Belarus opposition group urges EU to maintain sanctions on Belarus state companies
WARSAW, Poland (AP) — A member of the Belarus opposition movement urged the European Union on Monday to keep sanctions against a Belarusian state fertilizer producer, warning that lifting them would generate a $1.5 billion windfall for Alexander Lukashenko’s regime as it supports Russia’s war on Ukraine.
Pavel Latushka, a former Belarusian minister of culture who is now in exile in Poland, said he feared the EU might be tempted to lift sanctions against Belaruskali, which is one of the world’s largest exporters of potash fertilizers.
Latushka heads an opposition group, the National Anti-Crisis Management, which has been documenting what it alleges is Lukashenko’s participation in a scheme to deport Ukrainian orphans to camps in Belarus.
The team has been working to bring international attention to its findings in an attempt to stop the alleged deportations and hold Lukashenko to account.
“Belaruskali is the firm that finances the deportation of Ukrainian children,” Latushka, who was sentenced to 18 years of prison in absentia in March by a court in Belarus, told The Associated Press.
His appeal comes as EU foreign ministers were meeting for informal talks expected to focus on sanctions against Belaruskali and the Belarusian Potash Company, which exports Belaruskali’s products.
“This is an opportunity for Lukashenko to generate at least one and a half billion dollars in revenue each year, which he will spend on the war,” Latushka said.
The group alleges that the Ukrainian orphans deported to Belarus undergo a process of Russification before being sent to Russia for adoption, something they say amounts to violations of the Geneva conventions against war crimes.
Lukashenko’s government denies those claims.
“The allegation of Belarus’ involvement in the forced removal of Ukrainian children looks absolutely wild and inappropriate, even against the backdrop of the usual accusations and demands toward us that have nothing to do with reality,” said Anatoly Glaz, spokesman of the Belarusian Foreign Ministry.
Latushka and his team are collecting evidence and bringing it to international organizations, hoping that the International Criminal Court will issue an arrest warrant for Lukashenko as it did for Russian President Vladimir Putin.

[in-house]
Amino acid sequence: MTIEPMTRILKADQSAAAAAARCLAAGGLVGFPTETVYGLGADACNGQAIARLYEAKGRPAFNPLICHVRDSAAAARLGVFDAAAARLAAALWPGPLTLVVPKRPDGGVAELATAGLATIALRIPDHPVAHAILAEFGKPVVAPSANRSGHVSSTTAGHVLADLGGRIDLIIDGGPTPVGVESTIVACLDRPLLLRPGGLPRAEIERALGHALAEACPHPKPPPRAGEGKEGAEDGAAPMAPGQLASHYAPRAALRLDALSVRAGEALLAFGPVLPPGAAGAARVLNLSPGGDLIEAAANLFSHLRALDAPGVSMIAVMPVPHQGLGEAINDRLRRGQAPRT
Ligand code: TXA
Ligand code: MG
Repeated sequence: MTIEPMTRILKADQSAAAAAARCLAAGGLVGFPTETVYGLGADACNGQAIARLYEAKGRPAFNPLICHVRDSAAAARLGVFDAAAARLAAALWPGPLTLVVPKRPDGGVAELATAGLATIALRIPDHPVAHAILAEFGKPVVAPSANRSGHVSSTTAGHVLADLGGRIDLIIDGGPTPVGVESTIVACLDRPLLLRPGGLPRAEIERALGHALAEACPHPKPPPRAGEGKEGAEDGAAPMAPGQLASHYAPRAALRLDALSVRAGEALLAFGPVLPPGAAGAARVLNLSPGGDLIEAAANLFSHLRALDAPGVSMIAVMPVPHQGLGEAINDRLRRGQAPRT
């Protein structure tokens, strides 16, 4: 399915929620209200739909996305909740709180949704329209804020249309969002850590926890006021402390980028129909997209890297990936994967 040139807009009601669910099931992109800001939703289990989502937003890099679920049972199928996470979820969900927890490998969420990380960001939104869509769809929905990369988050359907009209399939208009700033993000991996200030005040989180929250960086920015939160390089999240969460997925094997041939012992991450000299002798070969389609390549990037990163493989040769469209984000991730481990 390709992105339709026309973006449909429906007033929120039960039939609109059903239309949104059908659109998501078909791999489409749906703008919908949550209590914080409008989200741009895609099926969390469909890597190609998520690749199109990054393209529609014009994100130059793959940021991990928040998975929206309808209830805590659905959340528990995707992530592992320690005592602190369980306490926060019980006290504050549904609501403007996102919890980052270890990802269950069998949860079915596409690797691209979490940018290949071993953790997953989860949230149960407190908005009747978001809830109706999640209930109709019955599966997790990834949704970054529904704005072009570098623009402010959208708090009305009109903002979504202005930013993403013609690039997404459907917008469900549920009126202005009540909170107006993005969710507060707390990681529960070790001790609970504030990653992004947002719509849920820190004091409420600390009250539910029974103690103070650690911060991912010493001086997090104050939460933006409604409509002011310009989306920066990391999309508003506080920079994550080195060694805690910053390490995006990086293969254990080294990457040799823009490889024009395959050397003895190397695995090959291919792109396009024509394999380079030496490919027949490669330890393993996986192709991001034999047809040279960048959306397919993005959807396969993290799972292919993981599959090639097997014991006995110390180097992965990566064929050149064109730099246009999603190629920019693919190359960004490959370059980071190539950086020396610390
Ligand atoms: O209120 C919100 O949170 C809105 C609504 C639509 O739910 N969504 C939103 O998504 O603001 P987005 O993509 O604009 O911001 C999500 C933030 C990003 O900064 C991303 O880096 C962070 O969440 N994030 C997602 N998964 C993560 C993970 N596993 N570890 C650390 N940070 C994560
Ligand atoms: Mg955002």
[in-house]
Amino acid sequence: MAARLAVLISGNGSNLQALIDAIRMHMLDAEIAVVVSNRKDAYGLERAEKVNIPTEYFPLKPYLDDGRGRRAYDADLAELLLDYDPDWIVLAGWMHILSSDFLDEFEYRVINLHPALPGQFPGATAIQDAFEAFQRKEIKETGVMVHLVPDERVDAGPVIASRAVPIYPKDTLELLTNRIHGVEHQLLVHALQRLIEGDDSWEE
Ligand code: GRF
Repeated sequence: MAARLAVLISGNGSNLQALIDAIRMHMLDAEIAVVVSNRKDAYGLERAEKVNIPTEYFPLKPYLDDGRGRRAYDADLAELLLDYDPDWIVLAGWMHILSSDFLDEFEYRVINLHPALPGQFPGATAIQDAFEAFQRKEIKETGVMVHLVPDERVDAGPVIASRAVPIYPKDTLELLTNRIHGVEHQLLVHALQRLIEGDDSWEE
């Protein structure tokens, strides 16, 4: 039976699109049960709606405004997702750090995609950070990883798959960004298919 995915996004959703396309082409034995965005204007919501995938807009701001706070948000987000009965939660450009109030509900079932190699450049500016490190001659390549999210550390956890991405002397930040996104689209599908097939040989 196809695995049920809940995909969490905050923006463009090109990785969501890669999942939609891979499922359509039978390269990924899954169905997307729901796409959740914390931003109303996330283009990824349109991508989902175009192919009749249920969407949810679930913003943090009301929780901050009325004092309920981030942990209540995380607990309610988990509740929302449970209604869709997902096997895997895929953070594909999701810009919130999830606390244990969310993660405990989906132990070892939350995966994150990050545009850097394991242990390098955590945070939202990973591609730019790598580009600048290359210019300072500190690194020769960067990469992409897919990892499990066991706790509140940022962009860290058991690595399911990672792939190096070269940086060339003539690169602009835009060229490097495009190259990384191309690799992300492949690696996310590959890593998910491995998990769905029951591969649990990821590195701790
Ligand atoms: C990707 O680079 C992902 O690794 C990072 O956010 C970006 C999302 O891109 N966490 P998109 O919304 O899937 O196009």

The ICC in March issued arrest warrants for both Putin and his commissioner for children’s rights. Judges in The Hague said they found “reasonable grounds to believe” the two were responsible for war crimes, specifically the unlawful deportation and transfer of children from occupied areas of Ukraine to Russia.
The Belarusian authorities have said that Belarus would host more than 1,000 children aged 6-15 from the partially occupied Donbas in eastern Ukraine for “convalescence.” The first 350 of those children arrived in Belarus in late April. The authorities have allotted at least four summer camps for them.
Officials haven’t specified for how long exactly the Ukrainian children would stay in Belarus, but say the decision was made at the presidential level.
Lukashenko’s press service said it underscored his “commitment to the ideas of humanism and mercy towards children in need of care and support.”
Within the framework of the Union State of Belarus and Russia, special programs were approved aimed at relocating Ukrainian children. Financial support is provided by Belaruskali.
The placement of children and logistics in Belarus are handled by a pro-government activist, Aleksey Talai, a Paralympian who has set up a charitable foundation.
“Belarus gives children peace of mind, help and continues to provide support to the regions affected by hostilities,” Talai said.
Karmanau reported from Tallinn, Estonia.
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